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Climate Change

The Northward Expansion: Tropical Fish Settling the Temperate Seagrass Prairie

Paper: Heck, K.L., Jr., F.J. Fodrie, S. Madsen, C.J. Baillie, and D.A. Byron. 2015. Seagrass consumption by native and a tropically associated fish species: potential impacts of the tropicalization of the northern Gulf of Mexico. Marine Ecology Progress Series 520: 165-173. Doi: 10.3354/meps11104

Featured image source: Jim Garin

Emerald Parrotfish (Nicholsina usta) Photo used with permission from Carol Cox www.MBARA.org

Emerald Parrotfish (Nicholsina usta)
Photo used with permission from Carol Cox
www.MBARA.org

 

Background

With global temperatures on the rise, many organisms are shifting their range toward the poles. In the Northern Hemisphere, that means many species are striking out from their historical homelands and heading north for the new frontier. In the Northern Gulf of Mexico (GOM), tropical species (fish, manatees, green sea turtles, corals, and black mangroves) are beginning to move into the northern warm-temperate zone. The temperate species can’t shift north in response. They’re blocked by North America! So what will happen as the tropical and temperate species are forced to interact and utilize the same habitat? Researchers wanted to know what a future seagrass habitat might look like under northward expansion. We all know from history that whenever people settled new areas, we changed the habitat. Therefore, they hypothesized that the increasing presence of the emerald parrotfish (Nicholsina usta) could affect the structure and function of the temperate seagrass habitat.

 

The Study

To begin to answer that question, the researchers determined and compared seagrass consumption rates of the emerald parrotfish to those of pinfish (Lagodon rhomboides) and the planehead filefish (Stephanolepis hispidus). The latter two species are natives and two of the northern GOM’s usual suspects of seagrass eaters.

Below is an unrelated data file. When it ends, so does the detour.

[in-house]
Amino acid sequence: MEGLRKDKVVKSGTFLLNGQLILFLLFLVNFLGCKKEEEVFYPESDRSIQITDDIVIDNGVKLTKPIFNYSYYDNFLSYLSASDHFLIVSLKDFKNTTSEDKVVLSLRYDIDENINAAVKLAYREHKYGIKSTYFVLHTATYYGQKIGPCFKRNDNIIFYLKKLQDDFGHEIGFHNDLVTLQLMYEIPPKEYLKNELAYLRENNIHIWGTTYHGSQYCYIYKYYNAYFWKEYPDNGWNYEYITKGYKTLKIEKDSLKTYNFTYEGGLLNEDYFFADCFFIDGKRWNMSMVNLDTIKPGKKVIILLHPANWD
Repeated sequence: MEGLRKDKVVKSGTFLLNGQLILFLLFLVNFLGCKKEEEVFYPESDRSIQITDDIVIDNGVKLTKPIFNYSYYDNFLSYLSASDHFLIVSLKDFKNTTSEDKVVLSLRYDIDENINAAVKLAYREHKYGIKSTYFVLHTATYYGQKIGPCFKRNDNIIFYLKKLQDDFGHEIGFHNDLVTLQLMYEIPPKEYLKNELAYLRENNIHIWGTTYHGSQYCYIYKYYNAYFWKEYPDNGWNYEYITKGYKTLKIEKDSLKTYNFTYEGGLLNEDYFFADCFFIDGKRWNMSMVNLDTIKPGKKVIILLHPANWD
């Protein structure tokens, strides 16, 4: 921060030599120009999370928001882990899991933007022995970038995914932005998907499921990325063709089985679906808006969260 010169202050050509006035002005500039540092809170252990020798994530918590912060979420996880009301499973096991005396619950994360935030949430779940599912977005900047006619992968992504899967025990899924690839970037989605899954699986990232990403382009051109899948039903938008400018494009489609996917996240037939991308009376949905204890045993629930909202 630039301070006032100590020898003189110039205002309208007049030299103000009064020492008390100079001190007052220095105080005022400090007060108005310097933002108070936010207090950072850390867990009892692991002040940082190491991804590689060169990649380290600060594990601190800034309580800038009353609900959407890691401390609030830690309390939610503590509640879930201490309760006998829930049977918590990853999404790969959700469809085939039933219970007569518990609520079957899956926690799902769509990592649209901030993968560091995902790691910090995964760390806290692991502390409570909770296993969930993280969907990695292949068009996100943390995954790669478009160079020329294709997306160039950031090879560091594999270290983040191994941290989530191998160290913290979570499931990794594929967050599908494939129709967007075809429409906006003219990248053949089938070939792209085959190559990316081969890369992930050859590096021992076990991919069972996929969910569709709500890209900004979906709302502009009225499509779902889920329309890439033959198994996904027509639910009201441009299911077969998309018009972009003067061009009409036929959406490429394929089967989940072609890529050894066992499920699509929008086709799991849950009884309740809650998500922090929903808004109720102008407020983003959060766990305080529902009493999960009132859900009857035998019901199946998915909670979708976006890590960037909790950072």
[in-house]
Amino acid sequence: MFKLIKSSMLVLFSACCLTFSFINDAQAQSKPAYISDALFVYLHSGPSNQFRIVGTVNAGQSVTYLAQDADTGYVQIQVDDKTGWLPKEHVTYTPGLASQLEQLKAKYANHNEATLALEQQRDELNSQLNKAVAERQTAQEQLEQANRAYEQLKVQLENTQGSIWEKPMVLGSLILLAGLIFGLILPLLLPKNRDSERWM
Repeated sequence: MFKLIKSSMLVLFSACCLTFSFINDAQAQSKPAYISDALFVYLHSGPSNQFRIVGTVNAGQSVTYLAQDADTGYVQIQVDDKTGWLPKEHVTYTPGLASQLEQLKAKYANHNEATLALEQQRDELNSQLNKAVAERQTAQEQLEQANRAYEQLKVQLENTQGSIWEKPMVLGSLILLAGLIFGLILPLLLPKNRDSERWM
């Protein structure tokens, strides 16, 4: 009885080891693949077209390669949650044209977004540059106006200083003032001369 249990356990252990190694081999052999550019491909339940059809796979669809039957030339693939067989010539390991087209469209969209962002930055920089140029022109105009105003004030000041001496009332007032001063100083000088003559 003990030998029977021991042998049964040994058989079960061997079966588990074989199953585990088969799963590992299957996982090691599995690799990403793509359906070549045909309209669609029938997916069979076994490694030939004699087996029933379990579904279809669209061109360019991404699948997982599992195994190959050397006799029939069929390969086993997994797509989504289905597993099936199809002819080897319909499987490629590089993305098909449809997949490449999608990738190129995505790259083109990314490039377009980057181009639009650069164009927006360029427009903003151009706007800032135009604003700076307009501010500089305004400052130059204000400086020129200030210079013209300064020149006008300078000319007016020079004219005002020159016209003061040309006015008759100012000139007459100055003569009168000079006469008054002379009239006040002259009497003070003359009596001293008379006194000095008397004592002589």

Meet the cast of characters:

Emerald Parrotfish, used with permission from Jim Garin

Emerald Parrotfish (Nicholsina usta). Photo used with permission from Jim Garin: http://biogeodb.stri.si.edu/caribbean/en/gallery/specie/3912

Pinfish (Lagodon rhomboides) http://bluewaterbaymarina.com/pinfish/

Pinfish (Lagodon rhomboides)
http://bluewaterbaymarina.com/pinfish/

Planehead Filefish (Stephanolepsis hispidus) http://commons.wikimedia.org/wiki/File:Stephanolepis_hispidus.jpg

Planehead Filefish (Stephanolepsis hispidus)
http://commons.wikimedia.org/wiki/File:Stephanolepis_hispidus.jpg

 

 

 

 

 

 

 

 

First, how much seagrass can one fish contain? To find out, the researchers performed stomach content analysis. They caught these fish (152 pinfish, 142 filefish, and 48 parrotfish), measured and weighed their catches and then dissected the stomachs and intestines. Then they weighed the partially digested gut contents.

How long does it take the food to become poop? (Or in scientific terms, what is the evacuation time for each fish species?) 25 fish of each species were starved, placed in individual tanks, then fed 3 seagrass shoots and 3 seagrass leaves. Parrotfish and filefish received turtlegrass (Thalassia testudinum) while pinfish received shoalgrass (Halodule wrightii). The fish was allowed to feed for 4 hours. The leaves and shoots were photographed before and after the trial and areas determined for later analysis. After the feeding trial, fecal materials were collected at regular intervals and weighed. These weights were used to calculate the time it takes to completely eliminate all the seagrass consumed.

How quickly do the fish consume seagrass? Two daily consumption rates were estimated. Remember those feeding trials and the photographs? The before/after differences in leaf and shoot area were used to calculate one consumption rate by scaling up how much was eaten in 4 hours to a 12 hour feeding day (just multiply by 3!). The other used the amount of material evacuated in a given time period and then also scaled up to a 12 hour feeding day.

Once they determined the consumption rates, they compared across the three species. They also examined previous scientific literature to extrapolate what these consumption rates would mean for the habitat.

 

Results

What did they find?

1) Based on gut content analysis, parrotfish and pinfish consumed about 10 times the weight of seagrass eaten by filefish (Fig. 1).

 

Figure 1. Emerald parrotfish and Pinfish both have more seagrass in their digestive tracts than do filefish. The gray bars indicate the mean and the capped lines represent standard error. The “A” indicates that these two species have similar amounts in their stomach while the single B indicates Filefish have a different amount on average.